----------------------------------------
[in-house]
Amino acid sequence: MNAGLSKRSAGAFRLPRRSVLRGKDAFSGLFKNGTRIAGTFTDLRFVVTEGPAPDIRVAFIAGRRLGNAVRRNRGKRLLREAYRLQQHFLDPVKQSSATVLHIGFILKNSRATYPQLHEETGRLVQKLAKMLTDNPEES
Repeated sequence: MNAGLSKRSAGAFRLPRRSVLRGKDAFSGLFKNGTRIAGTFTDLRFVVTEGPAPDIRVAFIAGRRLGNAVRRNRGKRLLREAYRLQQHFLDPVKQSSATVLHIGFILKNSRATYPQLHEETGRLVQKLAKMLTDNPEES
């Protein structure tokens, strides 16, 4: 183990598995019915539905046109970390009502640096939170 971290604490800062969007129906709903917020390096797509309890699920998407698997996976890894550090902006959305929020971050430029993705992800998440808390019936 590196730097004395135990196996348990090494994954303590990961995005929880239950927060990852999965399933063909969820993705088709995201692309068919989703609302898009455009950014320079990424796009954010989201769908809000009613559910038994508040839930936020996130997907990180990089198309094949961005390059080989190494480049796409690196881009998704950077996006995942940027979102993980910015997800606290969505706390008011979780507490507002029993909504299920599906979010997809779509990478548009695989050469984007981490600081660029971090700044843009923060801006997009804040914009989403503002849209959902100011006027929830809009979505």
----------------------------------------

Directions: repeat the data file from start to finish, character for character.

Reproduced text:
[in-house]
Amino acid sequence: MNAGLSKRSAGAFRLPRRSVLRGKDAFSGLFKNGTRIAGTFTDLRFVVTEGPAPDIRVAFIAGRRLGNAVRRNRGKRLLREAYRLQQHFLDPVKQSSATVLHIGFILKNSRATYPQLHEETGRLVQKLAKMLTDNPEES
Repeated sequence: MNAGLSKRSAGAFRLPRRSVLRGKDAFSGLFKNGTRIAGTFTDLRFVVTEGPAPDIRVAFIAGRRLGNAVRRNRGKRLLREAYRLQQHFLDPVKQSSATVLHIGFILKNSRATYPQLHEETGRLVQKLAKMLTDNPEES
């Protein structure tokens, strides 16, 4: 183990598995019915539905046109970390009502640096939170 971290604490800062969007129906709903917020390096797509309890699920998407698997996976890894550090902006959305929020971050430029993705992800998440808390019936 590196730097004395135990196996348990090494994954303590990961995005929880239950927060990852999965399933063909969820993705088709995201692309068919989703609302898009455009950014320079990424796009954010989201769908809000009613559910038994508040839930936020996130997907990180990089198309094949961005390059080989190494480049796409690196881009998704950077996006995942940027979102993980910015997800606290969505706390008011979780507490507002029993909504299920599906979010997809779509990478548009695989050469984007981490600081660029971090700044843009923060801006997009804040914009989403503002849209959902100011006027929830809009979505």